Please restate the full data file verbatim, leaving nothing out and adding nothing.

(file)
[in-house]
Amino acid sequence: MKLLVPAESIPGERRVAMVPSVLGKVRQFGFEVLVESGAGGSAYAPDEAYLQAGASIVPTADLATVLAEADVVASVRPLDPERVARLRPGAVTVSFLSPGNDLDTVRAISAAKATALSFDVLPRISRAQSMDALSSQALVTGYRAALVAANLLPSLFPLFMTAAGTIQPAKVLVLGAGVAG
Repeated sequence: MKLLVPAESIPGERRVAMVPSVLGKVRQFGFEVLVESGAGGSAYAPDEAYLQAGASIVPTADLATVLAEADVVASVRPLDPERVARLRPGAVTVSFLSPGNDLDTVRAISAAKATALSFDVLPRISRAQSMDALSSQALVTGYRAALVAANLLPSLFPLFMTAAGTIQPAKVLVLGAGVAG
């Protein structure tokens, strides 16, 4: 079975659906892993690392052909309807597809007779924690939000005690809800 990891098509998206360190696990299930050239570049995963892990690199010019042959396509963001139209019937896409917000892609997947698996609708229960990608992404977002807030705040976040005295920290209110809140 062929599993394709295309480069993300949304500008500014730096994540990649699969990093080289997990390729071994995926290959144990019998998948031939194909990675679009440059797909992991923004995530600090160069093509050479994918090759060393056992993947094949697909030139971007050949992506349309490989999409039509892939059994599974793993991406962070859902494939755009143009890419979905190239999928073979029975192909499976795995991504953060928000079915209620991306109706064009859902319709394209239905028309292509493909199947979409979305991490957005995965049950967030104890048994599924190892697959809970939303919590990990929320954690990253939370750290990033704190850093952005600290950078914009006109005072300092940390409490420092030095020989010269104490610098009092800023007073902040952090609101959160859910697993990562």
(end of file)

[in-house]
Amino acid sequence: MKLLVPAESIPGERRVAMVPSVLGKVRQFGFEVLVESGAGGSAYAPDEAYLQAGASIVPTADLATVLAEADVVASVRPLDPERVARLRPGAVTVSFLSPGNDLDTVRAISAAKATALSFDVLPRISRAQSMDALSSQALVTGYRAALVAANLLPSLFPLFMTAAGTIQPAKVLVLGAGVAG
Repeated sequence: MKLLVPAESIPGERRVAMVPSVLGKVRQFGFEVLVESGAGGSAYAPDEAYLQAGASIVPTADLATVLAEADVVASVRPLDPERVARLRPGAVTVSFLSPGNDLDTVRAISAAKATALSFDVLPRISRAQSMDALSSQALVTGYRAALVAANLLPSLFPLFMTAAGTIQPAKVLVLGAGVAG
């Protein structure tokens, strides 16, 4: 079975659906892993690392052909309807597809007779924690939000005690809800 990891098509998206360190696990299930050239570049995963892990690199010019042959396509963001139209019937896409917000892609997947698996609708229960990608992404977002807030705040976040005295920290209110809140 062929599993394709295309480069993300949304500008500014730096994540990649699969990093080289997990390729071994995926290959144990019998998948031939194909990675679009440059797909992991923004995530600090160069093509050479994918090759060393056992993947094949697909030139971007050949992506349309490989999409039509892939059994599974793993991406962070859902494939755009143009890419979905190239999928073979029975192909499976795995991504953060928000079915209620991306109706064009859902319709394209239905028309292509493909199947979409979305991490957005995965049950967030104890048994599924190892697959809970939303919590990990929320954690990253939370750290990033704190850093952005600290950078914009006109005072300092940390409490420092030095020989010269104490610098009092800023007073902040952090609101959160859910697993990562």